I attended medical school on a Navy scholarship. One of their requirements was to be on active-duty for six weeks every year. I was a flight surgeon at Camp Pendleton in Southern California for one of those stents. Many days I walked into the flight briefing room to look at the assignment board. On that board was a list of the daily tasks assigned to the pilots on the base. Every job had an important function to keep the pilots flight skills sharp. Each day one assignment on the board was “Fly a Doc.”
Each day one of the pilots would take me up for a flight. A flight surgeon needs to know the tasks of a pilot, so I got the works. One lesson I learned while I was a flight surgeon was altitude equals options. If a mechanical problem happens in an airplane, the higher you are in the sky, the longer you can remain aloft without engine power, and your options for seeking a landing site expand. If you are close to the ground when the mechanical happens, you don’t have any options. You go down right wherever you are.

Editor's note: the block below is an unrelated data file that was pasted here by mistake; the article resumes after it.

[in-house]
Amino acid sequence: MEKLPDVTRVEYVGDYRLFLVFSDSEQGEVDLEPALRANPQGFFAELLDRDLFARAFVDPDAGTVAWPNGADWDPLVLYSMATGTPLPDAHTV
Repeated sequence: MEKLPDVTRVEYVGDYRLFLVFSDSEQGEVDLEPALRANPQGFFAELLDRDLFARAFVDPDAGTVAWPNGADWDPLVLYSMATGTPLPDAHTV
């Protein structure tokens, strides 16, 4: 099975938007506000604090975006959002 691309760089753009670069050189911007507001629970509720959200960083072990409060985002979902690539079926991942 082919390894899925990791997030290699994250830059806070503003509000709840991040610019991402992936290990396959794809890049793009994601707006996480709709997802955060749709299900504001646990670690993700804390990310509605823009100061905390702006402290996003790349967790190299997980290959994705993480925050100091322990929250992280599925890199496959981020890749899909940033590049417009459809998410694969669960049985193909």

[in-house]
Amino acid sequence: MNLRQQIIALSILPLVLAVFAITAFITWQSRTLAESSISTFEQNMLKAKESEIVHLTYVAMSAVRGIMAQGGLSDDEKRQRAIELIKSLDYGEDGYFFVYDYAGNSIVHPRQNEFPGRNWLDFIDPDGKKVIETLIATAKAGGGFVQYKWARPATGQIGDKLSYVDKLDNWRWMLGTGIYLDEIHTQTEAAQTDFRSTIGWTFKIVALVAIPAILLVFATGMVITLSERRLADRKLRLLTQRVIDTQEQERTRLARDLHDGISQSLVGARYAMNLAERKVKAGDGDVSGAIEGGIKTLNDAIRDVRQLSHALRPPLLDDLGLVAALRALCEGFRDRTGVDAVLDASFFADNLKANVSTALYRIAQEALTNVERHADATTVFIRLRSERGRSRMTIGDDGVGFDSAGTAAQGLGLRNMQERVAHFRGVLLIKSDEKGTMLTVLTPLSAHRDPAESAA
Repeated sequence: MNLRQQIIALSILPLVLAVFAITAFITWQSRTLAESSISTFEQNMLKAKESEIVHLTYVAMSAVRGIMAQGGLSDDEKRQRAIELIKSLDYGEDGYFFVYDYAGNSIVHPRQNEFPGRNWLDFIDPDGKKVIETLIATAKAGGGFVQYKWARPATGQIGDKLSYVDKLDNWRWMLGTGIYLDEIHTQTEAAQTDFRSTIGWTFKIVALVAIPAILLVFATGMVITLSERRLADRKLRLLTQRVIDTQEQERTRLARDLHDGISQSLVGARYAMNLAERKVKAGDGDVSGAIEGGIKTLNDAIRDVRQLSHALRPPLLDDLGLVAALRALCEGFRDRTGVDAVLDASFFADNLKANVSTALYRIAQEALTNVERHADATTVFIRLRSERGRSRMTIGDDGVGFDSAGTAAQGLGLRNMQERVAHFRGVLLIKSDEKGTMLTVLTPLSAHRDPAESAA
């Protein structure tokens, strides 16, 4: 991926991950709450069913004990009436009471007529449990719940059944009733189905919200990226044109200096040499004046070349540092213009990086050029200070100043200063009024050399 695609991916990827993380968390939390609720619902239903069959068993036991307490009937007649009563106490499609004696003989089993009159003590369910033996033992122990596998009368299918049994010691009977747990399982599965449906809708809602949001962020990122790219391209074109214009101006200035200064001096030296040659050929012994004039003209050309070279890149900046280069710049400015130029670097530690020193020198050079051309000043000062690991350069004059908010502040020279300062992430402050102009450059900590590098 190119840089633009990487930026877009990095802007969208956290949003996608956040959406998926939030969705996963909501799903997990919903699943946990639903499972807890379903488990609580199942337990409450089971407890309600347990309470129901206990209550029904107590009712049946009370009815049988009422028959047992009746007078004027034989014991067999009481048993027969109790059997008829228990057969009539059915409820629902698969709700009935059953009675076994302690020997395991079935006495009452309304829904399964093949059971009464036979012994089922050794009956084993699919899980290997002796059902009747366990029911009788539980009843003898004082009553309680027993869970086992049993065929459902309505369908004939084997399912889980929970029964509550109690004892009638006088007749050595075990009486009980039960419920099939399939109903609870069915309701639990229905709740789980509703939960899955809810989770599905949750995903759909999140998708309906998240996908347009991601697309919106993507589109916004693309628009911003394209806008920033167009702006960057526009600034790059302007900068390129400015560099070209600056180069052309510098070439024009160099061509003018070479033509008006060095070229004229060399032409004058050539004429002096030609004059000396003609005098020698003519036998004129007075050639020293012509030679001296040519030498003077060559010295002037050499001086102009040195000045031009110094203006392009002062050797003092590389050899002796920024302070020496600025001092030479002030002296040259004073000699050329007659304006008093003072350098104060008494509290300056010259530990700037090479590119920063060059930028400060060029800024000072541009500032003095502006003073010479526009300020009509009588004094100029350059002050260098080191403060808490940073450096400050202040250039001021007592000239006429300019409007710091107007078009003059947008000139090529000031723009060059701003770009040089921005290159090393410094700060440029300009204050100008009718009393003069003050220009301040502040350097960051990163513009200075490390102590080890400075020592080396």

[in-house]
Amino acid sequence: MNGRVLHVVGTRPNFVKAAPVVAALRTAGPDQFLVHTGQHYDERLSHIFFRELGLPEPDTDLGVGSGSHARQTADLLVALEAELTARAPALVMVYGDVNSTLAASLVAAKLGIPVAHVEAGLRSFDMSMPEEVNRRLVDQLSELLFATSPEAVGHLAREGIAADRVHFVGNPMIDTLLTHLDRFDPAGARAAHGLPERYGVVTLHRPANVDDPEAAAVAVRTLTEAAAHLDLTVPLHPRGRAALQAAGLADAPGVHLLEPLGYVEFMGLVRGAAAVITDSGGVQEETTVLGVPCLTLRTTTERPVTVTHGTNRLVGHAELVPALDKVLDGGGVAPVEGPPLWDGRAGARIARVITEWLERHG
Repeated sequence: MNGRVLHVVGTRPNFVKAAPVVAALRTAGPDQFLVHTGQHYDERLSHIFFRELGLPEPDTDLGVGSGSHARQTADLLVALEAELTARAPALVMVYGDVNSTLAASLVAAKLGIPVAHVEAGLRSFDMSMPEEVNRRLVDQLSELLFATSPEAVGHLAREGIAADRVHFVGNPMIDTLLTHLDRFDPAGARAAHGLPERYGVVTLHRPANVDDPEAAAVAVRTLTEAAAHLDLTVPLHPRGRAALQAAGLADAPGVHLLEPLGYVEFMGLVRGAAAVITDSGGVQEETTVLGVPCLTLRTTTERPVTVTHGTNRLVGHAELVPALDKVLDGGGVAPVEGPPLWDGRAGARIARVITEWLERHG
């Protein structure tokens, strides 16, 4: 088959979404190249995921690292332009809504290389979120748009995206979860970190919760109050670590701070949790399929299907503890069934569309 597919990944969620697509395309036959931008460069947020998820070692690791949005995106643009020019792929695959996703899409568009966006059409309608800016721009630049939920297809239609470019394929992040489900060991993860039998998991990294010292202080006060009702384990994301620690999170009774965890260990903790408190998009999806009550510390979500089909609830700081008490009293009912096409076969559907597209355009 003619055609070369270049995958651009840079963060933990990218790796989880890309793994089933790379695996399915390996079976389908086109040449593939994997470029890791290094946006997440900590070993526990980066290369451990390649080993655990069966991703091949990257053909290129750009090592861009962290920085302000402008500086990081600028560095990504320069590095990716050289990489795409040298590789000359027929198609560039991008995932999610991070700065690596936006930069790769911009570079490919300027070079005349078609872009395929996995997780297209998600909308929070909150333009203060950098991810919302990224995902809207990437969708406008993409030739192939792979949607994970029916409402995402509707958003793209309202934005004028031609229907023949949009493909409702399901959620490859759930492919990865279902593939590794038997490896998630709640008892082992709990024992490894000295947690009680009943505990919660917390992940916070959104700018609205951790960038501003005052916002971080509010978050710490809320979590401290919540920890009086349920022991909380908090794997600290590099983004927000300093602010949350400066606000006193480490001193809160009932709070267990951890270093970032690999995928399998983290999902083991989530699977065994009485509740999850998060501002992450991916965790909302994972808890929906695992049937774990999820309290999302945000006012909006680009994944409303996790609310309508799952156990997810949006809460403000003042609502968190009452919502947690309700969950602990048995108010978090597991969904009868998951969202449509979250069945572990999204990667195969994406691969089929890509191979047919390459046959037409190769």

On one training ride I was given the stick to fly the plane. I had a big smile on my face knowing I was actually being a pilot and flying a plane! It was fun and exciting. At least it was until the engine suddenly quit. Then I was terrified.
The pilot asked me what I was going to do now, with no engine power. I remember my answer well, I said, “The stick’s yours.” I knew my best chance of survival was with him at the stick. It turned out he had cut the engine power to practice a dead stick landing at a runway he spotted below. When he pointed out the runway to me, I felt a lot better. We had lots of altitude to work with and he glided right down to the runway. Just as he was about to put the wheels on the ground for a safe landing, he turned the engine power back on and we took off into the air.